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Tony White loves the police. In his free time, the 39-year-old Minneapolis native dresses in T-shirts and baseball caps emblazoned with logos from various law enforcement agencies. He drives retired squad cars, mostly Ford Crown Victorias, but occasionally Chevrolet Caprices or Ford Mustangs. Sometimes these vehicles are adorned with license plates indicating that White is a Minnesota state trooper or a Washington County sheriff's deputy.
White has an encyclopedic knowledge of police cars and equipment. He knows what kind of vehicle every police department in the state of Minnesota drives and with what type of equipment they're outfitted. He can distinguish a '98 Crown Victoria from a '99 simply by the design of the car's grille, and he can tell you the difference between an MX StrikeForce Lightbar and a Code 3 LED X 2100 Lightbar.
Sometimes White's behavior leads people to believe that he is a cop. He always backs into parking spots, just in case a speedy departure is required, and sometimes cruises down the highway with lights and siren activated. When people mistake White for an officer, he doesn't correct their misperception.
"He would make a wonderful officer," claims White's friend and business associate Marvin Leonard, who has known him for two decades. "If somebody's in trouble, if there's an accident on the highway, he stops and helps. He's directed traffic when there's major wrecks and stuff. He's had a lot of officers thank him for being so helpful."
"He wants to be a cop, really," says his 69-year-old father, John White. "He wants to be a policeman and this is his way of showing it."
Unfortunately, Tony White is not, and never has been, a police officer. He is, in fact, a criminal who has a long history of being arrested by the police officers he so admires. His rap sheet shows 16 convictions in Minnesota and Wisconsin over the past 15 years, almost exclusively for theft. In the past year alone White has been charged with seven different felonies. One reason he has been so spectacularly unsuccessful as a thief is that he deals almost exclusively in police cars and equipment. He incessantly purchases, sells, and steals anything remotely associated with law enforcement, from Fridley police patches to fully functioning ambulances. Most recently he was convicted of pilfering a brand-new St. Paul squad car. White has been permanently banned from state government auctions for passing bad checks. Practically every police department in the state has encountered him over the years.
White also possesses a driving record that suggests he watched a few too many episodes of The Dukes of Hazzard growing up in Minneapolis and Minnetonka. In Hennepin County alone he has been cited 25 times since 1987 for driving without a valid license. On numerous occasions he has engaged in high-speed, long-distance car chases with the police. In 1999 White led officers on a roughly 60-mile pursuit through Cass and Aitkin counties, reaching speeds in excess of 120 miles per hour. The chase ended only when his car was knocked from the road and flipped over.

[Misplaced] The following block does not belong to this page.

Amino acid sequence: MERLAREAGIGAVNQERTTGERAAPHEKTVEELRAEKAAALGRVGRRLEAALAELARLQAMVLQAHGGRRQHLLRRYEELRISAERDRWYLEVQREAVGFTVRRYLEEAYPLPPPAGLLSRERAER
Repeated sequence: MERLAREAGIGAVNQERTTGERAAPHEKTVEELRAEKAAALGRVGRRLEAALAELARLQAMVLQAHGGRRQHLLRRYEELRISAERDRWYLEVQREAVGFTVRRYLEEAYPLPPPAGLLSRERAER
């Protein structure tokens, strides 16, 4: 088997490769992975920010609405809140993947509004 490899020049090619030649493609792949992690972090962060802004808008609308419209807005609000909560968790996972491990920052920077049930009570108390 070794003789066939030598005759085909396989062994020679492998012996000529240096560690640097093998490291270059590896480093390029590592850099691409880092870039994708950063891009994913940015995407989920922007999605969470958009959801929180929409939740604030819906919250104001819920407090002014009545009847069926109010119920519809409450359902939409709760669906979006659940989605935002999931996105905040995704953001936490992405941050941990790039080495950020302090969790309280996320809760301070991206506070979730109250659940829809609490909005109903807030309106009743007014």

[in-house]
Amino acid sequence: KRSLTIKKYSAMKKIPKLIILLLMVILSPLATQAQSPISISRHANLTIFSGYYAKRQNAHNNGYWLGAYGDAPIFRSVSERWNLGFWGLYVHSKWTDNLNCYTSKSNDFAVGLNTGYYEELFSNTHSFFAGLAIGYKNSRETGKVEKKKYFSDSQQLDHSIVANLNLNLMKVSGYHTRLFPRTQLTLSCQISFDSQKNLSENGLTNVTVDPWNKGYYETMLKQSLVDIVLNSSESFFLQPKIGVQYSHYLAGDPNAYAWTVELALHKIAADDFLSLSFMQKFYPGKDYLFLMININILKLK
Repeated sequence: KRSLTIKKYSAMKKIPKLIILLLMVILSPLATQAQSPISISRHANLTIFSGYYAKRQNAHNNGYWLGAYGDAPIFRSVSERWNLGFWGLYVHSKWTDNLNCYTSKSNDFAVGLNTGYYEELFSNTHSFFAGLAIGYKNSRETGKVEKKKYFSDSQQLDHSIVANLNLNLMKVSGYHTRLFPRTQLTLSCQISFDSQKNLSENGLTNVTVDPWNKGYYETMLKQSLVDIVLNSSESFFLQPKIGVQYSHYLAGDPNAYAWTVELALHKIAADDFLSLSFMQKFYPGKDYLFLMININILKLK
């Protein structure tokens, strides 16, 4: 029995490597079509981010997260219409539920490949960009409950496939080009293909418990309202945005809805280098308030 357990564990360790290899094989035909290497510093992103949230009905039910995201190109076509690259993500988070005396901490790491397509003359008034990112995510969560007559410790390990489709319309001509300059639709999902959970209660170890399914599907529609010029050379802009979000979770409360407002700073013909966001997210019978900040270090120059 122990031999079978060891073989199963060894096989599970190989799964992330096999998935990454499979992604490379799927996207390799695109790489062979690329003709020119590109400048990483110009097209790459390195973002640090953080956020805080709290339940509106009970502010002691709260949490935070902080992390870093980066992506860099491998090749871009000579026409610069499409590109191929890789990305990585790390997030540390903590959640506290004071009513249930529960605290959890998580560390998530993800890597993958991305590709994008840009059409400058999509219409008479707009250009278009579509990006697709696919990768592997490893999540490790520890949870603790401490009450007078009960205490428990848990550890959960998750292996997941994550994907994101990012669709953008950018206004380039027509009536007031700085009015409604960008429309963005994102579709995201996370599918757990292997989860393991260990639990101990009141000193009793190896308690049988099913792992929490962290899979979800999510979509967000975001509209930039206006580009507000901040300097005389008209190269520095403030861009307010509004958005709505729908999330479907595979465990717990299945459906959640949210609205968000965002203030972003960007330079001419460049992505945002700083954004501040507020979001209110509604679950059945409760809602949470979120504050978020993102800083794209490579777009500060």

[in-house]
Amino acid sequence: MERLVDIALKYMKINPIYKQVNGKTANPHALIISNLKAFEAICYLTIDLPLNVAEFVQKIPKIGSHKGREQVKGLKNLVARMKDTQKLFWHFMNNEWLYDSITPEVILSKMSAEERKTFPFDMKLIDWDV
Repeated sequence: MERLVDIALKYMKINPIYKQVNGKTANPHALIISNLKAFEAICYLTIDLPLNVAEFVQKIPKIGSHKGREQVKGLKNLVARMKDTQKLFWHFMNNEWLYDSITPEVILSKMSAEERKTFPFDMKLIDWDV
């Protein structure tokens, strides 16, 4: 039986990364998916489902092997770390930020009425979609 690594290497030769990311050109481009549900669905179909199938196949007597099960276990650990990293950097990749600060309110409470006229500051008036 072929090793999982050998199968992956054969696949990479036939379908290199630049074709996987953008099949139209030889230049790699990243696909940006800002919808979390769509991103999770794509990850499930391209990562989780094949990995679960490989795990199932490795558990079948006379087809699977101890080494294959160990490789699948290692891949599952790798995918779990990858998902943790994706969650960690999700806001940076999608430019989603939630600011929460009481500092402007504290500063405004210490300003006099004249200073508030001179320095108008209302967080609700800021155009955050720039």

"I classify him as a con man," says St. Paul Sgt. Tom Bergren, who recently investigated White for auto theft. "The only difference between him and other con people that I deal with is that he has a fixation on police and police equipment. He's obsessed with it. He lives for this, absolutely lives for it--and he loves it."
For now, White can't drive his beloved squad cars. He's in prison. It's safe to say the police do not return Tony White's love.
One evening in early June, Fred Bowen arrived at his home alongside Highway 10 in Arden Hills to discover a black Crown Victoria parked in his front yard. That in itself was not unusual. Since February Bowen had operated a taxicab and courier service, and there were often vans and cars shoehorned into every free inch of space in his yard.
What stood out about this particular vehicle, however, was that it had license plates indicating that it belonged to a Minnesota state trooper. The car was also equipped with a partition cage dividing the front and back seats, and a push bar to protect the grille and headlights in case of a collision. "I'm thinking, What the hell is that unmarked squad car doing in my front yard?" Bowen recalls from his kitchen on a recent Saturday, smoking a steady stream of both Marlboro and Camel cigarettes.
When the driver of the Crown Victoria emerged from the vehicle, his appearance did little to put Bowen at ease. The man was wearing a T-shirt and baseball cap emblazoned with the logo of the FBI. The stranger was Tony White. He wanted to know if Bowen might be interested in purchasing some retired police vehicles. At the time, White's unannounced visit seemed fortuitous. Business at Bowen's taxi and courier service was exploding, and he was in need of more cars.
Despite a few troubling aspects to White's behavior--like the state trooper tags adorning the Crown Victoria--Bowen began doing business with him. White would often buy cars directly from police departments. He seemed to know every police chief from Fairmont to Thief River Falls. "Every time he bought a car he talked them out of a police patch or a shirt," Bowen says. "He was a very personable guy. All the cops loved him."